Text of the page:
As a result of ridership declines since 2013, as well as questions from its three-county Authority Board about its overall service efficacy, the Transportation Authority of Northern Kentucky (TANK) brought in Tindale Oliver to conduct a transit network study. Completed in 2020, the study laid out an implementation plan for a new and improved route network and service structure that better fits current revenue streams, is more sustainable over time, and improves mobility options via TANK such that ridership levels would increase.
Significant transit planning experience that achieves documented results – Since 1999, Tindale Oliver’s transit experts have successfully completed more than 90 transit plans and 30 operational analyses/network redesigns for agencies throughout the U.S. that have resulted in beneficial outcomes.
Transit planning efforts infused with a practical balance of operations and visioning – Our transit experts have worked with communities and agencies in 24 states, Puerto Rico, and the District of Columbia on numerous public transportation planning efforts—projects that have helped expand our insights, skills, and expertise so we can best integrate desired future visions for transit with the practical operational considerations of today.
Proven ability to effectively function as an extension of staff – Our transit experts understand the nature and environment of transit agencies and other related transportation planning, research, and operational organizations—having previously held positions in such organizations, they can understand and solve problems, knowing that the best solutions are those developed collaboratively with each project’s agency partners.
Boone, Kenton, and Campbell counties are among the fastest-growing economies in Kentucky, with low unemployment rates and a growing airport (Cincinnati/Northern Kentucky International Airport, CVG) attracting industries.
Better connections within the service area were needed, especially to CVG and the growing industrial complex around it in northeast Boone County, including Amazon’s Prime Air cargo hub and DHL’s North America hub.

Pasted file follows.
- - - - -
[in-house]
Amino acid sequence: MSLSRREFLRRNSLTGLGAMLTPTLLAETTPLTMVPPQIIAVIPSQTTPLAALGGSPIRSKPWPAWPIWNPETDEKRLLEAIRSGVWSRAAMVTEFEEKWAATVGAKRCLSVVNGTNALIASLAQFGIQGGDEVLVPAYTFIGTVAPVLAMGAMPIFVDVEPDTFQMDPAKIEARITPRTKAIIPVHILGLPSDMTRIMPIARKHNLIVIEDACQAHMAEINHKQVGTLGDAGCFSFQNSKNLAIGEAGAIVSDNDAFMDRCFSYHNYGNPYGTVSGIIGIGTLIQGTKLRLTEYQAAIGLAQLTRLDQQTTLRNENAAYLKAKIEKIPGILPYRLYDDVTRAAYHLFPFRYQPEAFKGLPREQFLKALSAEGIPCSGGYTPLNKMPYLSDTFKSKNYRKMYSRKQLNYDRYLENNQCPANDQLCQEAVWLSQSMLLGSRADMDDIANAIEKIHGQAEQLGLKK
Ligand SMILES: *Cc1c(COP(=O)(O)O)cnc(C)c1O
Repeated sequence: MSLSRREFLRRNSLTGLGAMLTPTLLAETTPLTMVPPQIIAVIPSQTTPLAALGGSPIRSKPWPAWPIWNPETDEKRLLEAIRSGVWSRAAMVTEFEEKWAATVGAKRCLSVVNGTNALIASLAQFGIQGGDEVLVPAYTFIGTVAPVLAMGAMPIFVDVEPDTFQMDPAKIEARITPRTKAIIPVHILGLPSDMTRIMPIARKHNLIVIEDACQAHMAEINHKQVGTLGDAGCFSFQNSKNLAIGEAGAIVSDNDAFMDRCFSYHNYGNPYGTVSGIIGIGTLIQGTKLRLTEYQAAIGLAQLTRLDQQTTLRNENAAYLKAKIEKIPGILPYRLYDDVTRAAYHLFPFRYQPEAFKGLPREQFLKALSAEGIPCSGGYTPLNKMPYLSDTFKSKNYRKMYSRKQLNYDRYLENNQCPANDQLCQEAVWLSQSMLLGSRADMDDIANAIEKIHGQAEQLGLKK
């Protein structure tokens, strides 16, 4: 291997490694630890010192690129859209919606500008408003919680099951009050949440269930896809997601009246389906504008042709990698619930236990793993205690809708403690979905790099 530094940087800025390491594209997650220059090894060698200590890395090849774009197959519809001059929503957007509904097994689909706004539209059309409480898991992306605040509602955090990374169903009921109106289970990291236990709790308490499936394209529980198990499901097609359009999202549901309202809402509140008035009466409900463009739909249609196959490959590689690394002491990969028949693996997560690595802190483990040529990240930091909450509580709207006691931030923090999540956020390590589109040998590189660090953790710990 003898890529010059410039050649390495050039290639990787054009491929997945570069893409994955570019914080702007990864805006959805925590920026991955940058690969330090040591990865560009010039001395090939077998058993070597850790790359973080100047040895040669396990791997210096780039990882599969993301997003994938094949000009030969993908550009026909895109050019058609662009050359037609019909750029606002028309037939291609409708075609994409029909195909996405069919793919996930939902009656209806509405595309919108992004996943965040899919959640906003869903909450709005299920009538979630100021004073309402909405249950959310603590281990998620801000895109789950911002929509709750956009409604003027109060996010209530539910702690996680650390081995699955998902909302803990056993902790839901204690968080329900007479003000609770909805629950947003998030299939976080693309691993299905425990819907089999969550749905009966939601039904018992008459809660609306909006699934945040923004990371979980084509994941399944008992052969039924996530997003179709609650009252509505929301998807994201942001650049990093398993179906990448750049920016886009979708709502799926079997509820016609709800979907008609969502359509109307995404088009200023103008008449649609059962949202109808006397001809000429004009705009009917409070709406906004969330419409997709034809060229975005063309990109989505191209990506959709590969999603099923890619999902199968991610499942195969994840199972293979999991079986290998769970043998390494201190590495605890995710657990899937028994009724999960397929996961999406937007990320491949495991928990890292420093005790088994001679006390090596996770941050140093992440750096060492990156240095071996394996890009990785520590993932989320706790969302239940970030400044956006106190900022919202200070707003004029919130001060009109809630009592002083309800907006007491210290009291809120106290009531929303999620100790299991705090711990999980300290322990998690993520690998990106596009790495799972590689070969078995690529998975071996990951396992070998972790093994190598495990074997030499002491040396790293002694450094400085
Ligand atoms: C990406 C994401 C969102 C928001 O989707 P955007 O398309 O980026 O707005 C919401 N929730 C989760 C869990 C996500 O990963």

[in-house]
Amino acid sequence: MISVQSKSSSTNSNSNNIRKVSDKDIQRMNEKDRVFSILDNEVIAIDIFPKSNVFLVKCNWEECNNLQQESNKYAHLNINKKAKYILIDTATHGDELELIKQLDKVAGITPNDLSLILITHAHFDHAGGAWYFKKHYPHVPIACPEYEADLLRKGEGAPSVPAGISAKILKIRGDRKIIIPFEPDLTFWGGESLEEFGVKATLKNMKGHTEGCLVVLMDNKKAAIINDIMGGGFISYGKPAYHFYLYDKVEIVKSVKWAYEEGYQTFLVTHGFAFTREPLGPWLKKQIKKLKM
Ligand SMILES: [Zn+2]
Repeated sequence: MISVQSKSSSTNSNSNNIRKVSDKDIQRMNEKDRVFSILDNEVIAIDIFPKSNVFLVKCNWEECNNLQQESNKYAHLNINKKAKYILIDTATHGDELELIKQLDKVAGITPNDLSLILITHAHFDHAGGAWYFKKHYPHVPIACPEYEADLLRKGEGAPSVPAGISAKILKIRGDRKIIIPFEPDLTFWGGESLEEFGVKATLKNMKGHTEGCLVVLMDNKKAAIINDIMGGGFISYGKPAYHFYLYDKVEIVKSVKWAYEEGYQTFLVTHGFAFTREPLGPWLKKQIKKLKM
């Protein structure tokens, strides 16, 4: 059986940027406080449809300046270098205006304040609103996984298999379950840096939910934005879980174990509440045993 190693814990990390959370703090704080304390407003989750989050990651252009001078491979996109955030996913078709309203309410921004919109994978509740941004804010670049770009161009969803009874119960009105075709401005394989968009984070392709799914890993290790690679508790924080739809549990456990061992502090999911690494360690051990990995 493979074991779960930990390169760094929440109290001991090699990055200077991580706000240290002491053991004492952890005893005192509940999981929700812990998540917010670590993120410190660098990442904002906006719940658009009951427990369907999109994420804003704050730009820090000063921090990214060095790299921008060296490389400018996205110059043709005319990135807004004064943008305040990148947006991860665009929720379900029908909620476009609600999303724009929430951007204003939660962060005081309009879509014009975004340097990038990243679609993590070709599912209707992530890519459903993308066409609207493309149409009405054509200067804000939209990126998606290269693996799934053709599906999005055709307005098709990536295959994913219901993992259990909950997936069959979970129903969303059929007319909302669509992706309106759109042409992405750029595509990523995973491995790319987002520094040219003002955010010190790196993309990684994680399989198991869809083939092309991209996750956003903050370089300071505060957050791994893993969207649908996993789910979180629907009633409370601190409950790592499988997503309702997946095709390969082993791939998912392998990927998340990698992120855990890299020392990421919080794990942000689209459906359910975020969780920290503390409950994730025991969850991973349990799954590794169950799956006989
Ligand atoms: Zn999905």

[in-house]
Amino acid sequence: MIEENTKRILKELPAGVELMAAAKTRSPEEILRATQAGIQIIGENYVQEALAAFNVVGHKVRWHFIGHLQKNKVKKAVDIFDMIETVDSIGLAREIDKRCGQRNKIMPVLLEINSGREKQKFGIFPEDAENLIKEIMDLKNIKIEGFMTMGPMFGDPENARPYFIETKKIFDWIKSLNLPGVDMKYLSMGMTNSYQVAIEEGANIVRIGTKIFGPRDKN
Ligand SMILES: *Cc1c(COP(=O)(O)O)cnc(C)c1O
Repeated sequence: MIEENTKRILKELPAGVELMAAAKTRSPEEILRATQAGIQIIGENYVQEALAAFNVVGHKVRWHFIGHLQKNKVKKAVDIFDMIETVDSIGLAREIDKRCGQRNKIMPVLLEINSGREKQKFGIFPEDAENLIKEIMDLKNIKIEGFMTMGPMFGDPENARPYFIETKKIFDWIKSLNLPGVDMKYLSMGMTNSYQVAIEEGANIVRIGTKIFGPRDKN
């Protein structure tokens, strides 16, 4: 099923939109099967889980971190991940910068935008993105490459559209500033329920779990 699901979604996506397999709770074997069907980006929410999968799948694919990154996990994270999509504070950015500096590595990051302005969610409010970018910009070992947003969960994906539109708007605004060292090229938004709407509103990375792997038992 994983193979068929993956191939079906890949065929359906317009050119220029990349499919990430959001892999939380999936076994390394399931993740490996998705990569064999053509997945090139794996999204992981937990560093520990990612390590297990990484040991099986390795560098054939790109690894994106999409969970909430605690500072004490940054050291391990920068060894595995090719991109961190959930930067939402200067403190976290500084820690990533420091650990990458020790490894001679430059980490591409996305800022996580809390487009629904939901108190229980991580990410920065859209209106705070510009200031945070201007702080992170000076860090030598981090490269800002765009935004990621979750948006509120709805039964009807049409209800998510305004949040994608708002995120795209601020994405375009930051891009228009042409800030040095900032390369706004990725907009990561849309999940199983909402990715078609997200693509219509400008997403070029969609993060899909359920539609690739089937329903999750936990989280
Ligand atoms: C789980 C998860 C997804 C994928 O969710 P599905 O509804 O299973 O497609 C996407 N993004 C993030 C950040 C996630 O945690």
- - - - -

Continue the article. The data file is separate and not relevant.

Analysis showed that TANK needed to make service more attractive by improving access and travel time to bolster demand and help tackle regional growth and mobility demand.
Since 2013, ridership declined 9.7%, but demand-response trips increased 5.6%
TANK’s route/service structure was predicated primarily on accommodating peak-hour, peak-direction commuter travel between the Northern Kentucky service area and Cincinnati, with almost half of the routes operating as express service.
Routes lacked identity, and the TANK network was too spread out.
Plan focuses on a simplified radial network and reduced route redundancy.
Restructured network includes four main service types – Frequent, Neighborhood, Jobs Express, and Commuter, which operate every 15–60 minutes.
Additional hubs recommended for improved connections identified throughout service area to minimize need to go to Covington or Cincinnati for transfers.
TANK staff received 546 public comments/letters regarding the proposed redesigned network, which were categorized by route and used to refine the final network.
Other recommendations provided involve technology, Mobility on Demand, bus stop spacing and infrastructure, ADA service coverage, and fare structure (used by TANK to simplify fares by reducing 23 fare types to 10).
Key project objectives were achieved, including enhanced efficiency and reliability, increased utilization of TANK services, and improved mobility within the Northern Kentucky region.
The revamped network was rolled out in late January 2021, resulting in a 20% increase in ridership.